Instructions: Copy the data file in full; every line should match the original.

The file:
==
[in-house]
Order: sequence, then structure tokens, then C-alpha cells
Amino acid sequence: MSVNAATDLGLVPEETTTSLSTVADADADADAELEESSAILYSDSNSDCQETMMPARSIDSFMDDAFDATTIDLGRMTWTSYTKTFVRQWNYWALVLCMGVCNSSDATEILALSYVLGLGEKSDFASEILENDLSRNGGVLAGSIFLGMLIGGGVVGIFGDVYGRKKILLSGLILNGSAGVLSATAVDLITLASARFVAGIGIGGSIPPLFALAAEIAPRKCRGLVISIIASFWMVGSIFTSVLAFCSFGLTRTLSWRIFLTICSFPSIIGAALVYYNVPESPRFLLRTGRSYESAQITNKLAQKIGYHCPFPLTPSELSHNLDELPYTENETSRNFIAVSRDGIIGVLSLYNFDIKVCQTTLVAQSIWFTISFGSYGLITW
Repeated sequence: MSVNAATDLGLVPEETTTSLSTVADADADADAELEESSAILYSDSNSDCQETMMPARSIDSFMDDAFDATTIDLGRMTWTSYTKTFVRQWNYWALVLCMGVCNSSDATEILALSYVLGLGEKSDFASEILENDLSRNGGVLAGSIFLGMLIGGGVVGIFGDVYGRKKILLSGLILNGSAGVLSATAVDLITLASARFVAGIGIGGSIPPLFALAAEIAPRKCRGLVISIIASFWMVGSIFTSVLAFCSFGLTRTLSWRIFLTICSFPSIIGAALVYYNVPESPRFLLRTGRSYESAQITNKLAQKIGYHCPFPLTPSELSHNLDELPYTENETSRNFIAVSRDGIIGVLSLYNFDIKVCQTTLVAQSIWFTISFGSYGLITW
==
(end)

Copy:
[in-house]
Order: sequence, then structure tokens, then C-alpha cells
Amino acid sequence: MSVNAATDLGLVPEETTTSLSTVADADADADAELEESSAILYSDSNSDCQETMMPARSIDSFMDDAFDATTIDLGRMTWTSYTKTFVRQWNYWALVLCMGVCNSSDATEILALSYVLGLGEKSDFASEILENDLSRNGGVLAGSIFLGMLIGGGVVGIFGDVYGRKKILLSGLILNGSAGVLSATAVDLITLASARFVAGIGIGGSIPPLFALAAEIAPRKCRGLVISIIASFWMVGSIFTSVLAFCSFGLTRTLSWRIFLTICSFPSIIGAALVYYNVPESPRFLLRTGRSYESAQITNKLAQKIGYHCPFPLTPSELSHNLDELPYTENETSRNFIAVSRDGIIGVLSLYNFDIKVCQTTLVAQSIWFTISFGSYGLITW
Repeated sequence: MSVNAATDLGLVPEETTTSLSTVADADADADAELEESSAILYSDSNSDCQETMMPARSIDSFMDDAFDATTIDLGRMTWTSYTKTFVRQWNYWALVLCMGVCNSSDATEILALSYVLGLGEKSDFASEILENDLSRNGGVLAGSIFLGMLIGGGVVGIFGDVYGRKKILLSGLILNGSAGVLSATAVDLITLASARFVAGIGIGGSIPPLFALAAEIAPRKCRGLVISIIASFWMVGSIFTSVLAFCSFGLTRTLSWRIFLTICSFPSIIGAALVYYNVPESPRFLLRTGRSYESAQITNKLAQKIGYHCPFPLTPSELSHNLDELPYTENETSRNFIAVSRDGIIGVLSLYNFDIKVCQTTLVAQSIWFTISFGSYGLITW